“I spent the next forty years in and out of insane asylums, jails, and halfway houses,” he tells us. “I was homeless, alcoholic, and drug-addicted. I was lost.” From all accounts, there was no excuse for the lobotomy. Dully had never been “crazy,” and his (not very) bad behavior sounds like the typical acting-up of a child in desperate need of affection. His stepmother responded with unrelenting abuse and neglect, his father allowed her to demonize his son and never admitted his complicity in the lobotomy; Freeman capitalized on their monumental dysfunction. It’s a tale of epic horror, and while Dully’s courage in telling it inspires awe, readers are left to speculate about what drove supposedly responsible adults to such unconscionable acts.

A profoundly disturbing survivor’s tale."

Friday, August 08, 2008

Today's the Day!

Become a StrangeBedfellow!

Glenn Greenwald on the why of Accountability Now.

Sunday, August 03, 2008

A Tale from the US-Canadian Border Crossing

via dkos

He had gone to take some pictures.


Before answering the question I already knew it was going to turn out badly, as I've said before: people who take pictures of things are gradually becoming demonized. If you're not taking pictures of drunken friends in this country, then you may be a terrorist. I sucked it up and explained that I was on the waterfront for a couple of hours, taking some pictures of the Detroit skyline. I expected an inquisitive response, but I was shoveled a pile of insulting gold instead:


I was stupefied. After saying I had only been out of the country for two hours I was being asked if I only went over there to get a prostitute. I had no response and my mouth was probably left a little agape.


Frustrated that my story (or rather, the truth) was checking out, he ordered me inside the immigration/interrogation center while they searched the rest of my car.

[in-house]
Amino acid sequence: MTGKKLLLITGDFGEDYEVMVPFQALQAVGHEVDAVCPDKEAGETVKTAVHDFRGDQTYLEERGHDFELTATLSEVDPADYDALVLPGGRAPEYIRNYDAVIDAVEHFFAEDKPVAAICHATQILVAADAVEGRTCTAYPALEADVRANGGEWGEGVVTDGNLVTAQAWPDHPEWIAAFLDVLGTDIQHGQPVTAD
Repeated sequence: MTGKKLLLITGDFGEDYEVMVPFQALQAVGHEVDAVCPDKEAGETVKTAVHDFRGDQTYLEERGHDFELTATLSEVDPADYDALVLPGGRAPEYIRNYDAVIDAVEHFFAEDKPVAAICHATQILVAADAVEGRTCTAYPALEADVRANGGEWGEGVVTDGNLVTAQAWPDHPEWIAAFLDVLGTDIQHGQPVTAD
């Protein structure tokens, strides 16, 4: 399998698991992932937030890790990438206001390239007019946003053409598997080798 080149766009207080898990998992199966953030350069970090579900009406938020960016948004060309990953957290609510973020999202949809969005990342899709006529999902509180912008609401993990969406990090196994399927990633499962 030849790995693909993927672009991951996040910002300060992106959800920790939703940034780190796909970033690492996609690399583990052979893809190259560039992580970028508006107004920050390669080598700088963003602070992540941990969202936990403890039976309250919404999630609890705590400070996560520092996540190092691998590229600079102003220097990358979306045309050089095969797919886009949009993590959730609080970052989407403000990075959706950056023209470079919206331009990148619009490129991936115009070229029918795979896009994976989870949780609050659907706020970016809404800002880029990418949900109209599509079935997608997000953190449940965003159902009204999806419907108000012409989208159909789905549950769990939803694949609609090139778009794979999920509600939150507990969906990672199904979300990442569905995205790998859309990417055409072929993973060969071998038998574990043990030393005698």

Finding that I wasn't a terrorist and noticing that maybe I really was just some kid who wanted to take some pictures on a sunny August evening, I was allowed to proceed into the country, with an interestingly-toned "I'm sorry about all this" from one of the officers at the facility. He was older than the ones who were shouting orders and questions at me. Everyone who shouted at me or talked down to me seemed to be in their upper 20's or lower 30's - people hired in the age since the Transportation Security Agency was absorbed by Homeland Security. The one who said sorry seemed like he was from before that time, back when people like me could take short trips like this and not be "randomly" put through things like this.

As I drove home I felt somehow violated. That's my cell phone. That's my camera. Who has the right to look at them ever, for any reason, aside from me? Well, the answer would of course be Homeland Security - operating in the lawless zone between Canada and the United States, where they could do what they want to whomever they wanted - or at least that's the impression they were giving off. I felt even more sick as I thought: I'm from here. I'm native born. How the hell are actual foreigners treated when they come here? I felt embarrassed for how this country was being represented just by my entry back into it. I was treated almost like a criminal for an hour because I had chosen to leave this country for two hours to take some pictures of this country.

If I were a tourist, I sure as hell wouldn't want to come here and go through that. God help me if I was even the slightest shade of brown or my last name was the slightest of non-Western European sounding. This country is being run like a minimum security prison - you're free to do whatever you want as long as you stay within the borders. If you leave, there simply must be some sort of nefarious reason you did so, and be prepared to answer 20 questions and then some if you have the audacity to leave. Don't answer the questions quick enough and loud enough, get ready for additional rounds.

Some pics.
More pics.

Uppity, take 2

God Bless David Gergen! Really--he was on This Week and said (check the video or transcript for exact wording), "When McCain's camp calls Obama "The Messiah" and "The One", he's really calling him "upitty." I'm from the South, and we understand what that means. That's code."

PS: CIP's take

PPS: Dog whistle - refers to the whistle that emits high frequency sound beyond the range of normal human ears but perfectly audible to dogs.

PPPS: Lee Atwater - campaigned for Bush senior and Reagan, the following is from

Atwater: As to the whole Southern strategy that Harry Dent and others put together in 1968, opposition to the Voting Rights Act would have been a central part of keeping the South. Now [the new Southern Strategy of Ronald Reagan] doesn’t have to do that. All you have to do to keep the South is for Reagan to run in place on the issues he’s campaigned on since 1964… and that’s fiscal conservatism, balancing the budget, cut taxes, you know, the whole cluster…